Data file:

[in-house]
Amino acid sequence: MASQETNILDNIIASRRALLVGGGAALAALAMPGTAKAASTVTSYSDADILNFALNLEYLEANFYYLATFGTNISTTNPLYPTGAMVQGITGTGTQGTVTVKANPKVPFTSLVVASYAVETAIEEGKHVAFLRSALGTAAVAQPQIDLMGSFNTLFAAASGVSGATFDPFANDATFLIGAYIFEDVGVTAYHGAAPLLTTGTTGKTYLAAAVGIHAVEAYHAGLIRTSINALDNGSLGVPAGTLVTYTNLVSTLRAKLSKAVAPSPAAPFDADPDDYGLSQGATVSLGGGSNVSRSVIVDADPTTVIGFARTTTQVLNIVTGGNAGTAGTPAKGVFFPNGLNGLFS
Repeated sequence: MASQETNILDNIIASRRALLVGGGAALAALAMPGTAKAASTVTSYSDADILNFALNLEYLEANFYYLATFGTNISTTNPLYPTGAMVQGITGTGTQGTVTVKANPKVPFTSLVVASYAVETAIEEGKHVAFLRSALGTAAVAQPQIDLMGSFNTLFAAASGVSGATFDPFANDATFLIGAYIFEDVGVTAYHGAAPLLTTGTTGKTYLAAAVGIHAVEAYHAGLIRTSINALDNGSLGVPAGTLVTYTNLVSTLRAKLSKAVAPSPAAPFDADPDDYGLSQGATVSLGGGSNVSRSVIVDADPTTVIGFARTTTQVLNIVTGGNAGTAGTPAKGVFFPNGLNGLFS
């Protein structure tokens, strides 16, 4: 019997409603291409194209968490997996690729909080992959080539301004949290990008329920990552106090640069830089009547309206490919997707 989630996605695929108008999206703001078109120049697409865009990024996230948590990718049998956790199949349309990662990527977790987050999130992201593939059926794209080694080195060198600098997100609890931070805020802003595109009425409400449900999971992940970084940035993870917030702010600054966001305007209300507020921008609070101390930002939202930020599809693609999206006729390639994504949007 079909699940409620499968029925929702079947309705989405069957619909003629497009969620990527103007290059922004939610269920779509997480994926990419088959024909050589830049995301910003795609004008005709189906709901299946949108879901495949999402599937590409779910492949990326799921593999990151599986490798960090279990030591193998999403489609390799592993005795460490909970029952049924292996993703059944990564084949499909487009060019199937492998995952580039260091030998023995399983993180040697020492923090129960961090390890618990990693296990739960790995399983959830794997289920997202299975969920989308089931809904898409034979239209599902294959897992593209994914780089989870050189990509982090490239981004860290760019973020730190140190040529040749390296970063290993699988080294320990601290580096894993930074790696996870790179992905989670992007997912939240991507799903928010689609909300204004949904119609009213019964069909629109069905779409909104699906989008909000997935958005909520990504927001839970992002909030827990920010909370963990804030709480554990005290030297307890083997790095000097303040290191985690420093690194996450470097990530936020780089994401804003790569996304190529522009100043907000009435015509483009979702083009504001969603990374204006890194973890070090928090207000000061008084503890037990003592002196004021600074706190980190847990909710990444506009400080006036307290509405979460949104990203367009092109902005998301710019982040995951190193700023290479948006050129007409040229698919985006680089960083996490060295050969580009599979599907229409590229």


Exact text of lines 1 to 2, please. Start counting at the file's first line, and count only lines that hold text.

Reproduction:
[in-house]
Amino acid sequence: MASQETNILDNIIASRRALLVGGGAALAALAMPGTAKAASTVTSYSDADILNFALNLEYLEANFYYLATFGTNISTTNPLYPTGAMVQGITGTGTQGTVTVKANPKVPFTSLVVASYAVETAIEEGKHVAFLRSALGTAAVAQPQIDLMGSFNTLFAAASGVSGATFDPFANDATFLIGAYIFEDVGVTAYHGAAPLLTTGTTGKTYLAAAVGIHAVEAYHAGLIRTSINALDNGSLGVPAGTLVTYTNLVSTLRAKLSKAVAPSPAAPFDADPDDYGLSQGATVSLGGGSNVSRSVIVDADPTTVIGFARTTTQVLNIVTGGNAGTAGTPAKGVFFPNGLNGLFS